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Why ‘Receive’ Should Have Been My Word in 2015

cultivate

Cultivate was my word for 2015, a year that was probably the most challenging of my life. I didn’t write about that word, Cultivate, all that much. Not because I didn’t feel inspired by the power of its meaning, but because I didn’t really have the energy to think about what I was cultivating. In all honesty, last year was not about the bigger picture of bringing forth good things. It was a smaller season of life. It was a season of receiving. The good, quiet, painful work of receiving.

Last January, just weeks after we got news that our baby would most likely have Down syndrome, I chose that word cultivate, thinking already of what I would do once I had worked through the news of my unborn child’s diagnosis. What would come from this? What would I make of this new thing?

I didn’t really make anything this past year. I simply did what I needed to do. I slowed down.

In the last eight weeks of my pregnancy, my amniotic fluid hovered around the danger zone, and week after week I drove myself across town to have my belly pressed and rubbed with instruments, all checking to make sure Ace was safe in there. My growing bump slowed its expansion. I worried what would be found when the tape measurer wrapped around my middle.

And over and over there was no big answer to those challenges. Drink water, they’d say. Rest.

I wore my eye of the tiger shirt on purpose in those last weeks of pregnancy

I wore my eye of the tiger shirt on purpose those last weeks of pregnancy

Sometimes the work of cultivating gets halted into those first stages: The hard work you’re asked to do looks more like receiving: Put your feet up, mom of two wild boys. Ask your friends to watch them. Take naps. Stop writing so much. Let Florence bring you dinner, again. Receive, receive, receive.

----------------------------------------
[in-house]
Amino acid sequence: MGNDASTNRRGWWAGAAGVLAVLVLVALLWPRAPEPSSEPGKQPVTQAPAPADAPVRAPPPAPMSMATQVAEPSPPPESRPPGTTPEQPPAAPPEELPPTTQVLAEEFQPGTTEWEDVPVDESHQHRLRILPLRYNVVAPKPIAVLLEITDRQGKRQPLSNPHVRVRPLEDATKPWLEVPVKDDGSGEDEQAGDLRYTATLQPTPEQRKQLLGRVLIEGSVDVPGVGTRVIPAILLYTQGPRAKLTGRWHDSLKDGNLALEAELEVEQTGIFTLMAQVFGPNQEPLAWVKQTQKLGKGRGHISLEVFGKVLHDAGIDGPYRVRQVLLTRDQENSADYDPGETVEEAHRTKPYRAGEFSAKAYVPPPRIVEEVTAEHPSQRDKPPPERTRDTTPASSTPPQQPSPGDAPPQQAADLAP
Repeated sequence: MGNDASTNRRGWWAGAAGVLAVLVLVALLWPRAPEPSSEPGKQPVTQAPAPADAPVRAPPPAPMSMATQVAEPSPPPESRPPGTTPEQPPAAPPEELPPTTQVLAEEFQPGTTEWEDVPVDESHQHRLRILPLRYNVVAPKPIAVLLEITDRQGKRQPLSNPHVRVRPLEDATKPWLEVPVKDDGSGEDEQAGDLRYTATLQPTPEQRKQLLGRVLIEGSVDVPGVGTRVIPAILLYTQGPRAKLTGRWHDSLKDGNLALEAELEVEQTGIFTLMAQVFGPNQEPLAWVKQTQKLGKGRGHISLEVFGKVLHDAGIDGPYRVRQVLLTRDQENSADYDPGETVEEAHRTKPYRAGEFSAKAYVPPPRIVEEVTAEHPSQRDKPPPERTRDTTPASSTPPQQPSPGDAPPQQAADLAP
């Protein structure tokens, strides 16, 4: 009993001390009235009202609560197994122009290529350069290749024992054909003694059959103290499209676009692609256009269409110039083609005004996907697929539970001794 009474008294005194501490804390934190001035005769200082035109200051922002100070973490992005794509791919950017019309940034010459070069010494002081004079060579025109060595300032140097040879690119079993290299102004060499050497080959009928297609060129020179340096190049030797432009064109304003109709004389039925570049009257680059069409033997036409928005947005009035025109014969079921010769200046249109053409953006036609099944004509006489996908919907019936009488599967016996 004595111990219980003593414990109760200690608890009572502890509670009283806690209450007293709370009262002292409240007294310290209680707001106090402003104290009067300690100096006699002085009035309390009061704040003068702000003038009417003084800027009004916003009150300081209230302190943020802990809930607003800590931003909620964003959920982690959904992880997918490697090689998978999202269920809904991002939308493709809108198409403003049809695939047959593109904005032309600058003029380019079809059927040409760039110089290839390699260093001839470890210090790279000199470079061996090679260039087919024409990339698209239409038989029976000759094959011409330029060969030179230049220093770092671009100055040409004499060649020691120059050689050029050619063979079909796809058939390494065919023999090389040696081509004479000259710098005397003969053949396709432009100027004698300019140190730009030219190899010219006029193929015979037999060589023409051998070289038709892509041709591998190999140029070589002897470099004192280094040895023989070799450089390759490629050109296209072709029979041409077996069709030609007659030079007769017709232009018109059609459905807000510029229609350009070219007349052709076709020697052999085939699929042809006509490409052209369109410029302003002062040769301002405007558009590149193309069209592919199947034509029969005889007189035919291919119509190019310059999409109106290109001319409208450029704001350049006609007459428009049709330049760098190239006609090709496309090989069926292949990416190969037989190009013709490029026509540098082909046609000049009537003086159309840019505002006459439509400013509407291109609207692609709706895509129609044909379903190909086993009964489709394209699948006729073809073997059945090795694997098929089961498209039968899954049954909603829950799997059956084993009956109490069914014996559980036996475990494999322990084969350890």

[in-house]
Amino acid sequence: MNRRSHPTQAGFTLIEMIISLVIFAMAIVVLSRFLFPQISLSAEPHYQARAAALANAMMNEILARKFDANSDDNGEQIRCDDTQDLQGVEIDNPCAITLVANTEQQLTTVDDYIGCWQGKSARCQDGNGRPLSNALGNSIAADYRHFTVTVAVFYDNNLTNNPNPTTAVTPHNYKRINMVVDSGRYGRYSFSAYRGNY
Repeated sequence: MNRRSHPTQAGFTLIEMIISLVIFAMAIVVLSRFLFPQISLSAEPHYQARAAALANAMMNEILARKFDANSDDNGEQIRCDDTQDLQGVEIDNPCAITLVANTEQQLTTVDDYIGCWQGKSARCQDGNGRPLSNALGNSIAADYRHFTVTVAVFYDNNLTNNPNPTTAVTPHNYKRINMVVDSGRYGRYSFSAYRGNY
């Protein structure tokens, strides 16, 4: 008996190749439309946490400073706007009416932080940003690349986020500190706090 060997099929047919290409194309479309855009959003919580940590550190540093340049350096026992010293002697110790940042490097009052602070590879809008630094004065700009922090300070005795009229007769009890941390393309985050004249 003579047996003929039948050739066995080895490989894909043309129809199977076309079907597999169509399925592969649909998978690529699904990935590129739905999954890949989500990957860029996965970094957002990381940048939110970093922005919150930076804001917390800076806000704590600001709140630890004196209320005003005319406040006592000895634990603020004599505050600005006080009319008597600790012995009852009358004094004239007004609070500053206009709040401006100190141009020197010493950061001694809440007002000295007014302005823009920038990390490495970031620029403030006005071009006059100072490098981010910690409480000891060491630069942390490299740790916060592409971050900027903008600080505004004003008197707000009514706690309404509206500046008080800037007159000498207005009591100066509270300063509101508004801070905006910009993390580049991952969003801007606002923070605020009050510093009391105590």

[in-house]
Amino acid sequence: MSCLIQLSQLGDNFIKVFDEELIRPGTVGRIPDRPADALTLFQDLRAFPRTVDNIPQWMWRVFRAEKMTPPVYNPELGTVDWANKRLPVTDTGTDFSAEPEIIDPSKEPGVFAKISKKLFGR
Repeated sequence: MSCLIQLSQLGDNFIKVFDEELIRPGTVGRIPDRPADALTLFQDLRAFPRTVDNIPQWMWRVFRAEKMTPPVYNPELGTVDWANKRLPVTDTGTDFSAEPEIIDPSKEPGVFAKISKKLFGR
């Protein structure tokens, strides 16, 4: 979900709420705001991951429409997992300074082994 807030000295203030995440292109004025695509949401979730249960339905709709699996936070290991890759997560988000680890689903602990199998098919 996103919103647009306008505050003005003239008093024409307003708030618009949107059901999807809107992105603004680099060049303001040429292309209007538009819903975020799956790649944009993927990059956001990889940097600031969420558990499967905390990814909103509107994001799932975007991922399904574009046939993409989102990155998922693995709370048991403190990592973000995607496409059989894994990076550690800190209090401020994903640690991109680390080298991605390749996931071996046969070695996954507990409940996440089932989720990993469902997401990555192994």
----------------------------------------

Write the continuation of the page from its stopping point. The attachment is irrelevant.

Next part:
Chris and I have been watching A&E’s six-part series Born This Way, which follows seven young people with Down syndrome living in LA. It’s been a joy to watch their lives and personalities, to see their challenges and gifts. It’s a sweet, kind-hearted show. And it’s helping me make peace with who Ace may be as a young man. It’s helping me make space for that part of his story, when he isn’t a child, when he falls in love, or tries to find a job, or learns how to shop and cook for himself.

I keep remembering that receiving is a process. I need to continue, with each step of Ace’s development, to accept the parts of his story that I hadn’t planned for, and to celebrate the gift that he is. Sometimes that means watching these adults with Down syndrome learn to express their emotions or celebrate personal victories, and reminding myself that my boy will likely experience the world the way they do.

It’s receiving the challenges as they unfold. My little nugget of a baby needs to gain more weight. It’s learning how to feed him intentionally. It’s learning how to play with him in a way that both challenges him and blesses him. In short, it’s being a mom. But being one in which the microscope narrows in on every step along his development, the steps I didn’t even realize we were taking with my older typical boys.